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Toward closure: Open letter to Prof. Smalley

July 18, 2003 by K. Eric Drexler

Prof. Richard Smalley has criticized Dr. Eric Drexler’s concept of molecular assemblers. But in recent testimony, Smalley appears to have reversed this position. Drexler, who coined the term “nanotechnology” and is Chairman of the Board of Foresight Institute, again calls for Smalley to clarify his position on what is “perhaps the most fundamental issue in the field today.”… read more

Ray Kurzweil’s Dangerous Idea: The near-term inevitability of radical life extension and expansion

January 17, 2006 by Ray Kurzweil

“What is your dangerous idea?” Over one hundred big thinkers answered this question, as part of The Edge’s Annual Question for 2006. Ray Kurzweil’s dangerous idea? We can achieve immortality in our lifetime.… read more

Empowering the Really Little Guys

April 9, 2006 by Glenn Harlan Reynolds

“Individuals are getting more and more powerful,” says author Glenn Reynolds in his insightful new book, An Army of Davids. “With the current rate of progress we’re seeing in biotechnology, nanotechnology, artificial intelligence, and other technologies, it seems likely that individuals will one day–and one day relatively soon–possess powers once thought available only to nation-states, superheroes, or gods. That sounds dramatic, but we’re already partway there”–and nanotechnology may be the “ultimate empowerer of ordinary people.”… read more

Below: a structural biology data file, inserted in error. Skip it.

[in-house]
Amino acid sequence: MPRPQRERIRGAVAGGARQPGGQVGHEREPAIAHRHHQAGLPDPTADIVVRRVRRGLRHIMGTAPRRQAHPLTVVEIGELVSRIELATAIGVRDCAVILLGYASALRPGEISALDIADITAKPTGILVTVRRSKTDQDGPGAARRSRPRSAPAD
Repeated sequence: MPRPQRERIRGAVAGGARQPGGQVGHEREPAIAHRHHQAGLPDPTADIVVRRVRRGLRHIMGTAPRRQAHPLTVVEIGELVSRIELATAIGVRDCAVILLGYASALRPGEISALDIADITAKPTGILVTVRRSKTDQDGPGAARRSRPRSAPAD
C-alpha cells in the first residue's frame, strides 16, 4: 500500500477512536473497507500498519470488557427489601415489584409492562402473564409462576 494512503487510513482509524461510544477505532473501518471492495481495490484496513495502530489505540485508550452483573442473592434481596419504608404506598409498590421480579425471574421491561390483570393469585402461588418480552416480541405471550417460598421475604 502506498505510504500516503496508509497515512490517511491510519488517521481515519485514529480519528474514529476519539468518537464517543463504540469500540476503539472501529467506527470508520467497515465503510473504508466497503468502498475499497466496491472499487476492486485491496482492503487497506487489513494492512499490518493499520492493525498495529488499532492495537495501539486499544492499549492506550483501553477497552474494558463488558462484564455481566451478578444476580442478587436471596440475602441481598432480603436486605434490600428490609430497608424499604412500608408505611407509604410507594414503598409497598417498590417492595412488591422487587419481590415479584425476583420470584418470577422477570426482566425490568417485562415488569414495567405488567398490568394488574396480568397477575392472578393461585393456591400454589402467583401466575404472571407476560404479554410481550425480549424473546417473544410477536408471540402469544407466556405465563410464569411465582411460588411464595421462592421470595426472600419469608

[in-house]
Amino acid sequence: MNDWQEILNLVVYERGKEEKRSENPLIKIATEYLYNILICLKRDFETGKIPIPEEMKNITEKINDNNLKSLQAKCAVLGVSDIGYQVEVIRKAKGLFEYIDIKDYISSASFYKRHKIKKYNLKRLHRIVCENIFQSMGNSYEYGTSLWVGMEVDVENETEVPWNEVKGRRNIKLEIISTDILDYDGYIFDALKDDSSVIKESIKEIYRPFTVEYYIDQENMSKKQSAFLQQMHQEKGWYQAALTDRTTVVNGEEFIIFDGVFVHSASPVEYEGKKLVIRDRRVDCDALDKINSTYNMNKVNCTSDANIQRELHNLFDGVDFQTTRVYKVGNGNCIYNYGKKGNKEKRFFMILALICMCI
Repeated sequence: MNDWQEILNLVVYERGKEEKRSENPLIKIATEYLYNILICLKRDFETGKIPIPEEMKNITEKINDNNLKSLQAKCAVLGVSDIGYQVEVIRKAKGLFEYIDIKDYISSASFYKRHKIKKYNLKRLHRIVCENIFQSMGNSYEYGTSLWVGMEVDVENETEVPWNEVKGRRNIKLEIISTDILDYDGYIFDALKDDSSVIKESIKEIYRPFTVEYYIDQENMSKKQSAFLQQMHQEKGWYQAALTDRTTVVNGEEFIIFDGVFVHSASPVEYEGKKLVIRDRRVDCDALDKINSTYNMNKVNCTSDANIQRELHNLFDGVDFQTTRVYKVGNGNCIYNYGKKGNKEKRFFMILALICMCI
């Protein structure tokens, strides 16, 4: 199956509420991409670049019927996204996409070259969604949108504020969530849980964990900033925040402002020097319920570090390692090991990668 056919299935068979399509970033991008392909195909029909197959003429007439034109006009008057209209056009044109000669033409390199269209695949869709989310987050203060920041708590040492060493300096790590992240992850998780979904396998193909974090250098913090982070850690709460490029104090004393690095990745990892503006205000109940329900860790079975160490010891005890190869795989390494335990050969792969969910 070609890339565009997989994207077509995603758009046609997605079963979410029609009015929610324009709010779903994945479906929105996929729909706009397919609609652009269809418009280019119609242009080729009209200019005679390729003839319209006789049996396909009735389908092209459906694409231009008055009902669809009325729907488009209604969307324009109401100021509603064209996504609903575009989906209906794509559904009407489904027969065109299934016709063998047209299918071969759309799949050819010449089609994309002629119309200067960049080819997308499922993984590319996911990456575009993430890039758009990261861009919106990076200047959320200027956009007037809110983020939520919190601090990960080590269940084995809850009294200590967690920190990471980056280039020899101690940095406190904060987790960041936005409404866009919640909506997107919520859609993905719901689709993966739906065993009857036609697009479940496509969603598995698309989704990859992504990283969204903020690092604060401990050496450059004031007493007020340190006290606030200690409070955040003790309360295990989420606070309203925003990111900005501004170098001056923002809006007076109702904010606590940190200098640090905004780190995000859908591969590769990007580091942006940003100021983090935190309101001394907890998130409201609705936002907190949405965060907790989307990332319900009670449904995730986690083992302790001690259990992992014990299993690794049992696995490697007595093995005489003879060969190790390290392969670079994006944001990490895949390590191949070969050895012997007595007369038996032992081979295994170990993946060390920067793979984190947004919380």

Building Gods or Building Our Potential Exterminators?

February 26, 2001 by Hugo de Garis

Hugo de Garis is concerned that massively intelligent machines (“artilects”) could become infinitely smarter than human beings, leading to warring factions over the question: should humanity risk building artilects? Result: gigadeaths. (See the author’s The Artilect War book draft for further details.)… read more

Who Will Rule the 21st Century?

May 25, 2008 by Jack Welch

Straight-line extrapolation shows that China and India, with their faster growth rates, will eventually catch up to the U.S. in terms of pure economic size. But America has a final competitive advantage: its confluence of bright, hungry entrepreneurs and flush, eager investors; and its stable, highly adaptable system.… read more

Respirocytes

May 20, 2002 by Robert A. Freitas Jr.

An artificial nanomedical erythrocyte, or “respirocyte” — intended to duplicate all of the important functions of the red blood cell — could serve as a universal blood substitute, preserve living tissue, eliminate “the bends,” allow for new sports records, and provide treatment for anemia, choking, lung diseases, asphyxia, and other respiratory problems.… read more

The Virtual Library

August 6, 2001 by Ray Kurzweil

The changing library, written for “The Futurecast,” a monthly column in the Library Journal.… read more

A Wager on the Turing Test: Why I Think I Will Win

April 9, 2002 by Ray Kurzweil

Will Ray Kurzweil’s predictions come true? He’s putting his money where his mouth is. Here’s why he thinks he will win a bet on the future of artificial intelligence. The wager: an AI that passes the Turing Test by 2029.… read more

Review: Vernor Vinge’s ‘Fast Times’

September 5, 2002 by Hal Finney

Vernor Vinge’s Hugo-award-winning short science fiction story “Fast Times at Fairmont High” takes place in a near future in which everyone lives in a ubiquitous, wireless, networked world using wearable computers and contacts or glasses on which computer graphics are projected to create an augmented reality.… read more